Red feels to me like the hottest brand of 2006. This is the venture started by Bono to raise money for AIDS in Africa, not through charity, but by creating cool, "must-have" products with leading brands. The companies selling these products donate part of the profit to fight AIDS.
The first one to sign up in the UK was American Express, followed by Gap, Motorola and most recently, Apple iPod:
John Grant over at Brand Tarot wrote an article on Red which gives a good explanation of why its such a powerful brand, with an edited version of his key points being:
"1. Run by a charismatic, passionate leader who draws the gaze of the world’s media: Bono
2. It has a killer design idea. In a confused cluttered, post-traditional world it stands out a mile - and stands for something.
3. Its all about enthusiasm. Despite half a century of ‘cool’ and half a millennium of ‘chic’, the ultimate core value of consumer culture is enthusiastic participation.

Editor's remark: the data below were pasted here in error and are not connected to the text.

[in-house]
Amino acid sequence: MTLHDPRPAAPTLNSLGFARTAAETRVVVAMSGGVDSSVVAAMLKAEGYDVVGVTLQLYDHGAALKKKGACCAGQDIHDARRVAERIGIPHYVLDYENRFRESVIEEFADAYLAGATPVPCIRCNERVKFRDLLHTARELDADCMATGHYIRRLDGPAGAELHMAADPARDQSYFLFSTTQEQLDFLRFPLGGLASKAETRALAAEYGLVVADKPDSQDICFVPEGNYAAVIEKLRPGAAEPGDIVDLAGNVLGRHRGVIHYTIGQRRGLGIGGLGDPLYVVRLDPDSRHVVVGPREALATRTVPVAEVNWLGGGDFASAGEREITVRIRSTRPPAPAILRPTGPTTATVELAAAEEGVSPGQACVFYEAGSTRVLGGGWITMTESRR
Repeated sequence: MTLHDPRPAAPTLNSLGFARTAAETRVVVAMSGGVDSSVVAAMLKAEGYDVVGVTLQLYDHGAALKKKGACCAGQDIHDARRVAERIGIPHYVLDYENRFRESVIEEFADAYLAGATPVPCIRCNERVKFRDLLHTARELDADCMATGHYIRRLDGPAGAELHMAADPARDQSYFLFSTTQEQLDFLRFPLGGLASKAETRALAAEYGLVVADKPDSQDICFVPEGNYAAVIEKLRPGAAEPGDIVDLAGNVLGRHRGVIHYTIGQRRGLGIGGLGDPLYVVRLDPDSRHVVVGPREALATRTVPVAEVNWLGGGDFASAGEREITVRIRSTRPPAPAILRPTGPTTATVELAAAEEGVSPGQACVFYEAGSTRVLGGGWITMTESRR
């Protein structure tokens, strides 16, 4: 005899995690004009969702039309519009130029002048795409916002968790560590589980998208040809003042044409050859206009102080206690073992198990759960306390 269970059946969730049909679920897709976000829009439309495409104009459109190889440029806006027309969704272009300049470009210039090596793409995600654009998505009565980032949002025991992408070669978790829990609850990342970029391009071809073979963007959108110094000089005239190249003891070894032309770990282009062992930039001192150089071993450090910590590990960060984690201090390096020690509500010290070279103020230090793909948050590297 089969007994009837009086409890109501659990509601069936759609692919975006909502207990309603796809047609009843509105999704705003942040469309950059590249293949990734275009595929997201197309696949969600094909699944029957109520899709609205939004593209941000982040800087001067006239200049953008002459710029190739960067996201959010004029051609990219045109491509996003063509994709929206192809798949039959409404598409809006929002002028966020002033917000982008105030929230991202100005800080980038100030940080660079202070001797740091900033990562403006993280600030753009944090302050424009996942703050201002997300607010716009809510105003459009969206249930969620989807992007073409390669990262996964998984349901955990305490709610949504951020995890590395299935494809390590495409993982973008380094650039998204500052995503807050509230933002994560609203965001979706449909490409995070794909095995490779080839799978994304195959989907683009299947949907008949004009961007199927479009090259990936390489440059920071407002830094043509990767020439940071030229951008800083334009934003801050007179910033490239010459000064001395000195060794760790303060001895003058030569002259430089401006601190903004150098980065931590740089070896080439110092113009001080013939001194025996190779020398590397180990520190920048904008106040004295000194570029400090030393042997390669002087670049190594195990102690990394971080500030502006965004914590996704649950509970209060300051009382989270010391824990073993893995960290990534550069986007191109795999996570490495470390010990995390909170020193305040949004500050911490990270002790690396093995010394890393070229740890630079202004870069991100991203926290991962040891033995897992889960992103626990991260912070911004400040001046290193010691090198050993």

4. It makes playful connections with other brands, sparking off each other
5. Its a GOOD brand. Not selfish, but good for the species. It starts with a cause, a manifesto, an agenda for change."
One interesting angle on the Red story is the fact that the partner brands have to partner with Red to integrate a social dimension. I wonder if its not stronger to have your own agenda, such as Dove and its Campaign for Real Beauty, which was discussed in an earlier post?
5-minute workout: if you were to have a social dimension to your brand, what would you campaign for? Would you then campaign with your own agenda like Dove, or "borrow" a social cause like Red's co-branding partners?